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Negotiating groups with mindfulness and empathy

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Gandhi said:  Be the change you want to see in the world.  I think that living by the silver rule may help all of us to live by this statement by Gandhi.

In Christianity there is a saying Do unto others as you would have them do unto you.

In the Jewish tradition the saying is taught Do not do unto others what you would not want them to do unto you.

Wikipedia calls this the ethic of reciprocity and does not apply these as Christian and Jewish but rather calls them the golden rule (the positive form) and the silver rule (the negative form). This concept is also found in many philosophies including Egyptian and Greek.

I am more familiar with the golden rule.  However, of late, I have been thinking that the latter rule may be more efficacious.  Here is why:  If you need to do unto others all that you would like done to you that may be a long list however it seems to be more limiting and helpful as a boundary to simply not do unto others what you would not like done to you.  That is a smaller, clearer list; easier to follow and act on decisively.

If you consider all the things we want versus the things we do not want – most of us would agree on the big things we do not want and therefore should not do to others.  The list is limiting and defining of reasonable, social behavior.

I find the application of a set of negative rights as an interesting debate.  At present that is how our Constitution is written.

As an application to parenting it is a useful way to set up social structure for our children; the silver rule seems to be easier to grasp for children – they are pretty clear about what they do not want others to do to them.

Beginning in early childhood, identifying how to relate with one’s peers via this silver rule allows for the development of empathy and an internal moral structure.  It also teaches mindfulness; they have to consider the outcome of their actions and whether they would like it done to them.  It is a great tool for increasing and teaching mindfulness.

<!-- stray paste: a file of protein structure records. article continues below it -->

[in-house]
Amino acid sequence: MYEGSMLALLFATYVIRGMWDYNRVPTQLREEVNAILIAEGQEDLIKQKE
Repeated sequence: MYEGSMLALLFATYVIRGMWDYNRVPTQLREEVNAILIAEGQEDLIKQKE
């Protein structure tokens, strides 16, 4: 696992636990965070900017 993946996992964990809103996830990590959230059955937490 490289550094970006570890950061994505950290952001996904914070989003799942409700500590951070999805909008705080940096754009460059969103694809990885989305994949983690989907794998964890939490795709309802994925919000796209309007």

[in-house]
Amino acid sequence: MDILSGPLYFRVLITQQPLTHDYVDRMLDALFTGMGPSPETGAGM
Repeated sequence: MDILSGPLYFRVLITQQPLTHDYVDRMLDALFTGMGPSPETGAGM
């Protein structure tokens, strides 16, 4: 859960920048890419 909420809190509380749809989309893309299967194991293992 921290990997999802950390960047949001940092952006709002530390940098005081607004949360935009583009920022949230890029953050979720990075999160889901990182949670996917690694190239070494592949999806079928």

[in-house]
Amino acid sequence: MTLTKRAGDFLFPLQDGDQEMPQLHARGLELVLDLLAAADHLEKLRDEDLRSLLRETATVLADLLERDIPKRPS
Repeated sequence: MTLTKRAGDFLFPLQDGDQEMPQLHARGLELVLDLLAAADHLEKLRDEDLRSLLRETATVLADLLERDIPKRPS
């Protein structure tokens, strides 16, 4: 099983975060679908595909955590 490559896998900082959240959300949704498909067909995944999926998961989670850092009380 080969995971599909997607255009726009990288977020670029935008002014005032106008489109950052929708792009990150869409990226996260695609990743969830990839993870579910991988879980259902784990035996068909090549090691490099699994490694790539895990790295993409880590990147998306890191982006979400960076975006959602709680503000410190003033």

Of course for adolescents and adults it can be an internal process of evaluating our behavior based on this.   And allowing us to change aspects of our behavior which do not conform.  It requires Being mindful and acting in the present moment with a focus on the figure/ground of a situation.

By focusing on this we can better apply basic limits, and have a more empathic, socially supportive, style of being in the world.

I think this application of the silver rule helps to define how to deal with the line where individual needs and group needs meet.  This is one of the trickiest aspects of living in groups.  Where do my rights to something get overridden by the group right to something or the other’s right to something?  Helping our children negotiate this is one of our important tasks as parents.

Being mindful in the application of this rule helps to teach empathy and increases a person’s capacity to see figure/ground perspective.

See you tomorrow.


Author: instinctivehealthparenting4u

Author, Integrative medicine practitioner, psychotherapist. Albuquerque, NM practice, focus on return to balance and the integration of spirit, mind, and body through meditation and mindfulness. Monthly trainings, & professional and personal development coaching. Find more on my website Read my books, Turning NO to ON: The Art of Parenting with Mindfulness, Turning ME to WE: The Art of Partnering with Mindfulness (, for increased internal wellness and alignment with your spiritual purpose, and to activate joyous love and light, bg

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